This is the kind of nonsense you can expect if you seek psychiatric attention for your climate angst.

The translation into common language is: misery loves company.

There now, wasn’t that simple?

Perhaps, then, the healthiest response to the end of human life on earth as we know it, is to invite your best friends over for an end of the world party and reminisce about past glories while getting absolutely shitfaced on the alcohol of your choice until your ‘dwelling’ is swept away by a flood or destroyed by a tornado see: Luxembourg.

So, there’s the plan. Don’t we all feel better now?

If not, remember the following:

When the pills stop working

Kaiser Health News: ‘Climate Grief’: Fears About The Planet’s Future Weigh On Americans’ Mental Health

Hopium: The New Deal ‘for generations to come’

I find I have less time or patience with the nonsense (celebrity news) being peddled by mainstream news sources. I am spending more time in climate groups on Facebook (and less time on other parts of Facebook) and Reddit.

My main area of research is the psychological effects of climate change. There’s a lot of nonsense surrounding that subject as well.

I fear that Big Psych is looking at this as a new practice field, or, if you will, a new (short-lived as it may be) revenue stream as if they need one in a nation overtaken by neurosis of all kinds.

This will lead toward a kind of exploitation where therapists will go looking for climate news explanations for symptoms that may have nothing to do with the problem presenting. Suggesting, however, could make it so. That is why I have, as of yet, held back on talking to this with my therapist. I think for now, I will deal with it by myself.

Despite the Gallup poll numbers given in the story above, I do not think that climate psychosis is a major problem in this country yet. There are too many competing neurosis and conditions right now and most people in the US just don’t see it yet. I think in many cases; the poll questions can lead the subject: ‘should I be worried about this? Oh yes, I guess I should; being a good and smart person and all.’

When the realization hits, the sudden 20% spike in grocery prices, the overnight shortages of vegetables and grains, regional power failures lasting days, etc., there will be an anxiety-fueled rush to the shrinks, to the liquor cabinets, the opiate stash, whatever. It’s what Americans do, and I expect nothing less.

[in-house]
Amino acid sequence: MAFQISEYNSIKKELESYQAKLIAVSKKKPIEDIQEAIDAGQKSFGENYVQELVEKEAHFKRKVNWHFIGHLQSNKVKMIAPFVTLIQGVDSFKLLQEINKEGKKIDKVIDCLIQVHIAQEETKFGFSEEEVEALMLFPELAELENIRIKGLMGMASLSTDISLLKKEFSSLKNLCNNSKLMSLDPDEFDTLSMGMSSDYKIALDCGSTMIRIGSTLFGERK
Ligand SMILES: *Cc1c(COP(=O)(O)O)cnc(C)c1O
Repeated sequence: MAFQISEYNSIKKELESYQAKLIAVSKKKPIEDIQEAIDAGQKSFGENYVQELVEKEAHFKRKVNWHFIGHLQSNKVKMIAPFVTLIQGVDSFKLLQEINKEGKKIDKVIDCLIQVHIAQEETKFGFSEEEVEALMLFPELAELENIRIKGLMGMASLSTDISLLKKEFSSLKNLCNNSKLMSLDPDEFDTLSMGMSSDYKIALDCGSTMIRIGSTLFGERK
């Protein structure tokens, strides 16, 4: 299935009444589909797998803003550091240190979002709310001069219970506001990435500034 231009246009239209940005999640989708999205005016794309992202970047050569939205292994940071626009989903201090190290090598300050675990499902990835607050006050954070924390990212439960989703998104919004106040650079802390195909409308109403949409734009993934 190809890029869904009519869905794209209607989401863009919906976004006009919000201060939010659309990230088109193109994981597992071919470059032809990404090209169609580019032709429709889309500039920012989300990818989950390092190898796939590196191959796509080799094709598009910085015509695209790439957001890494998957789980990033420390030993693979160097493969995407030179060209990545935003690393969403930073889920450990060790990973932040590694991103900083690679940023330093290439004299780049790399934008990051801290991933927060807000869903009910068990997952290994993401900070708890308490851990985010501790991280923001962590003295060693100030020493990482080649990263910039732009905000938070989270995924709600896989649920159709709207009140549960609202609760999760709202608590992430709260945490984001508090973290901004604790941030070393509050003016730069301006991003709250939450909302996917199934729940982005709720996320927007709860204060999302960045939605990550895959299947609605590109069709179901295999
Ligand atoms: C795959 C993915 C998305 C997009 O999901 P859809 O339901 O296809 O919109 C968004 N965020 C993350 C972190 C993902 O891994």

It is imperative for those of us who are on the climate sites on FB and Reddit to be there for these people when the time comes. I have made the statement on these groups not to shame these people now or make them feel ignorant – because when they need a shoulder to cry on they won’t come to you.

The second imperative, and perhaps harder when the time comes, is to resist the temptation to wrap one’s arms around these poor folks and say ‘there, there, we’re all doomed together.’ One part of me says ‘what do they expect to be told – take out a 30-year mortgage, happy days are here again?’ Are we supposed to offer some form of ‘hopium?’

Perhaps the best thing is to treat the coming shattered societal walking wounded with hugs and silence. If they have anything to say, let them say it. If they have questions, be honest, but not cruel. The urge will be to say, ‘I told you so,’ but at that point, it will solve little.

And what will psychology say to these people that would help in any way? ‘Here’s a pill?’ ‘Practice mindfulness? Yoga? Dialectical Behavioral Therapy? Make sure you get enough sleep and exercise, etc.’

There will probably be a stage for all of this soul searching to go down. How long the desperate search for a mental ‘fix’ will last, I do not know – probably until the water shortages hit. Then I suppose most people will leave the psychologists to their DSM V’s and head for the gun stores.

To paraphrase Marley’s ghost, when asked by Scrooge to speak comfort to him, I must give his same reply “I have none to give.”

For now, we live in a twilight world; still filled with the modern conveniences and electronic toys. A hologram of fading civility and civilization even now fraying at the edges. The best advice I can give anyone right now is find your community, enjoy every day, and keep looking at the skies.